Donald Trump and Shinzo Abe
U.S. President Donald Trump (L) shakes hands with Japanese Prime Minister Shinzo Abe upon his arrival at the Kasumigaseki Country Club in Kawagoe, near Tokyo, Japan.Reuters

Japanese Prime Minister Shinzo Abe announced on Friday that he has decided to resign because of chronic ulcerative colitis, after weeks of speculation about his health following two visits to a hospital and just days after setting a record as the country's longest-serving leader.

In a news conference in Tokyo, Abe told reporters that he has been "struggling" with his health, which began to deteriorate in mid-July, and that he was ready to end his leadership of the world's third-largest economy — as soon as his Liberal Democratic Party chooses a successor.

But Abe's role in bringing about a period of relative stability in a nation previously known for frequent leadership changes will always be remarkable. The 65-year old has done that while renewing Japan's commitment to top-tier multilateral trade agreements, such as the CPTPP and the Japan-EU EPA, with the United States, at the same time, particularly to shape the evolution of the Indo-Pacific region through the Free and Open Indo-Pacific vision and countering China's hawkish territorial claims.

China's challenging of Japan's sovereignty over the Senkaku Islands in the East China Sea and the endangering of sea lines of communication in the South China Sea with the militarization of artificial islands in international waters, together with the rejection of the July 2016 Permanent Court of Arbitration's decision comprehensively rejecting all of China's sovereignty claims in the South China Sea, further bolsters the rationale for deepening the Japan-US alliance on both sides.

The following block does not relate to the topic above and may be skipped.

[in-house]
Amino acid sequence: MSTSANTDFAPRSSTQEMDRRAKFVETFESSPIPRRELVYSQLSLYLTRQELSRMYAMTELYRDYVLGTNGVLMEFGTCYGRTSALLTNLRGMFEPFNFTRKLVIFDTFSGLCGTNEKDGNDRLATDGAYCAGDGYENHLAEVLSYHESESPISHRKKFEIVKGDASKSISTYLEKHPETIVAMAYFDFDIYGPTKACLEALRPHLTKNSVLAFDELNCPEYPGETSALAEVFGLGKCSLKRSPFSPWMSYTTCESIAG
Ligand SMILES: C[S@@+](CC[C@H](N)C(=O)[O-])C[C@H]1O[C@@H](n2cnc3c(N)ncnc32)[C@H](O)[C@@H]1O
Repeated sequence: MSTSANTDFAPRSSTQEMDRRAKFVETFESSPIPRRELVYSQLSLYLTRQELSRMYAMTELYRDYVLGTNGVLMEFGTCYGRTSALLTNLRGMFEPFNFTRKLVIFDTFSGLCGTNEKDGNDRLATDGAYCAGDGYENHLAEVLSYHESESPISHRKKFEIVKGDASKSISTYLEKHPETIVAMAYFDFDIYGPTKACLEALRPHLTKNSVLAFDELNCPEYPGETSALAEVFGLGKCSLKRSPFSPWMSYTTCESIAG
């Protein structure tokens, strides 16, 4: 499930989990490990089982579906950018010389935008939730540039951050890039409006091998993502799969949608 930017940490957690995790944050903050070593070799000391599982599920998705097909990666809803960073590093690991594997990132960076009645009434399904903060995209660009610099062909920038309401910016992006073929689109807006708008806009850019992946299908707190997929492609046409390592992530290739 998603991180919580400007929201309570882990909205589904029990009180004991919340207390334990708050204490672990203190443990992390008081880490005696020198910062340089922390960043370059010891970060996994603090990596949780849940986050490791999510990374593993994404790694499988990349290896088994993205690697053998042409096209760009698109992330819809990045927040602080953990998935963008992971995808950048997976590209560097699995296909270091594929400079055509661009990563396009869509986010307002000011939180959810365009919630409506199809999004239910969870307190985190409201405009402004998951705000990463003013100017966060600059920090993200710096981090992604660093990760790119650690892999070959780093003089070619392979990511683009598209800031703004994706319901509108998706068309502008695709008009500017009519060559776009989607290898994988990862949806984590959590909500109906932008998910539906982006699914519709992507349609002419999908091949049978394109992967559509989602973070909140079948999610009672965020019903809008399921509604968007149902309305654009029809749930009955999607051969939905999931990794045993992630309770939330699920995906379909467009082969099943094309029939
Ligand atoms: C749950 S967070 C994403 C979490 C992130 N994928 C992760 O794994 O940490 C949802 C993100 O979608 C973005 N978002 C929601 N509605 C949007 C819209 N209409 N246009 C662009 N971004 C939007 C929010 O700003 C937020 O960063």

The US-based think tank Rand Corporation warns that China's steady escalation and increasingly provocative penetrations could "strain Japan's capacity to respond" while avoiding the risk of an armed conflict that could potentially draw in the United States.

Now, it is to be noted that the US-Japan strategic alliance has always been the cornerstone of American security interests in Asia and is fundamental to regional stability and prosperity in the Pacific.

japan prime minister Shinzo Abe
japan prime minister Shinzo Abe

US-Japan relations

The US established diplomatic relations with Japan in 1858. During World War II, diplomatic relations between the two nations was severed in the context of the war that followed Japan's 1941 attack on Pearl Harbor in Hawaii. After years of fighting in the Pacific region, Japan signed an instrument of surrender in 1945. Normal diplomatic relations were reestablished in 1952, when the Supreme Commander for the Allied Powers, which had overseen the postwar Allied occupation of Japan since 1945, disbanded. The Treaty of Mutual Cooperation and Security between Japan and the United States was signed in 1960.

Continuing the legacy in the recent connotation as well, Abe administrative priorities have further conveniently dovetailed with major goals of the US military strategy — including pre-Trump ones, like the Obama administration's "Pivot to Asia" — which hinge on reinforcing the American-Japanese alliance. The state secrets law, the move toward collective self-defence, the maintenance of American military bases in Okinawa — none of Abe's signature domestic policies undercut America's interests.

But what will be the future of US interests until the next elected Prime Minister of Japan proves to stack in Shinzo Abe's absence?

To be honest no foreign leader has closer ties with President Donald Trump than Prime Minister Shinzo Abe. Since the 2016 presidential election, the two leaders have met 20 times, played 5 rounds of golf, and had 32 phone calls, at times speaking twice a week.

Despite Trump's laments regarding Japan's unfair trade practices since the beginning, Abe's initiative to foster friendship with the American President has had important symbolic implications, especially in the eyes of third parties. Navigating this transition smoothly also signaled to potential adversaries such as China and North Korea.

What Abe's investment has done, however, is to secure a line of communication to shape Trump's perceptions, enhancing his understanding that a strong relationship with Japan is, in fact, in US interests. Had Abe not invested as much in his personal relationship with Trump as he has over the last three years, and a resultant weakened US-Japan alliance would have potentially countered anti-forces in the region and maintained its stability?